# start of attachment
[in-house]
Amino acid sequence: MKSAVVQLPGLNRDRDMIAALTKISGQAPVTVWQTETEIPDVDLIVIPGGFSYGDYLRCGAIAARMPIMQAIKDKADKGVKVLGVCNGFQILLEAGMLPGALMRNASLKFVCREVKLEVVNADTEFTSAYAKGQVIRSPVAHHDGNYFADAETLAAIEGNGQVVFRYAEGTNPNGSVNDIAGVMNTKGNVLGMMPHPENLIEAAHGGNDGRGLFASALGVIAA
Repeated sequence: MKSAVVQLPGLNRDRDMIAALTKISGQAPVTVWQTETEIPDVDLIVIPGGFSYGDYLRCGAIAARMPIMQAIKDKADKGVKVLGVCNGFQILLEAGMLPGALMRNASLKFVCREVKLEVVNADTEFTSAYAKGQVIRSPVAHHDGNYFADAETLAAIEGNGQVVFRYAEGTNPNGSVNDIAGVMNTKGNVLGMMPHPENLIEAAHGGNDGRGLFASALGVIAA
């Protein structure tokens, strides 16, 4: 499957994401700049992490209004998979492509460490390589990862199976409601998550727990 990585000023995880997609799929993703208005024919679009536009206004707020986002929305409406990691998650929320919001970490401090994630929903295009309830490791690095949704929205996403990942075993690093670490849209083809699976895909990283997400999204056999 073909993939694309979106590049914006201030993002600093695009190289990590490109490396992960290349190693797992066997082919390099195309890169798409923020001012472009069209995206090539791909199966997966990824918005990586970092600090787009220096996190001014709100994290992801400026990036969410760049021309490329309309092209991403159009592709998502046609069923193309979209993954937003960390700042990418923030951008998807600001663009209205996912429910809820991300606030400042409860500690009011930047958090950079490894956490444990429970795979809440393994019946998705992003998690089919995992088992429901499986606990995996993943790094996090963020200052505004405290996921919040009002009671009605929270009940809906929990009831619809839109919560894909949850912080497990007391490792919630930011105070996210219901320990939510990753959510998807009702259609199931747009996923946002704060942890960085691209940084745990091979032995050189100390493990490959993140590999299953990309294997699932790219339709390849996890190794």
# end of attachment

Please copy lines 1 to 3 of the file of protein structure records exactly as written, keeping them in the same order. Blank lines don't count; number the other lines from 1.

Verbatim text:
[in-house]
Amino acid sequence: MKSAVVQLPGLNRDRDMIAALTKISGQAPVTVWQTETEIPDVDLIVIPGGFSYGDYLRCGAIAARMPIMQAIKDKADKGVKVLGVCNGFQILLEAGMLPGALMRNASLKFVCREVKLEVVNADTEFTSAYAKGQVIRSPVAHHDGNYFADAETLAAIEGNGQVVFRYAEGTNPNGSVNDIAGVMNTKGNVLGMMPHPENLIEAAHGGNDGRGLFASALGVIAA
Repeated sequence: MKSAVVQLPGLNRDRDMIAALTKISGQAPVTVWQTETEIPDVDLIVIPGGFSYGDYLRCGAIAARMPIMQAIKDKADKGVKVLGVCNGFQILLEAGMLPGALMRNASLKFVCREVKLEVVNADTEFTSAYAKGQVIRSPVAHHDGNYFADAETLAAIEGNGQVVFRYAEGTNPNGSVNDIAGVMNTKGNVLGMMPHPENLIEAAHGGNDGRGLFASALGVIAA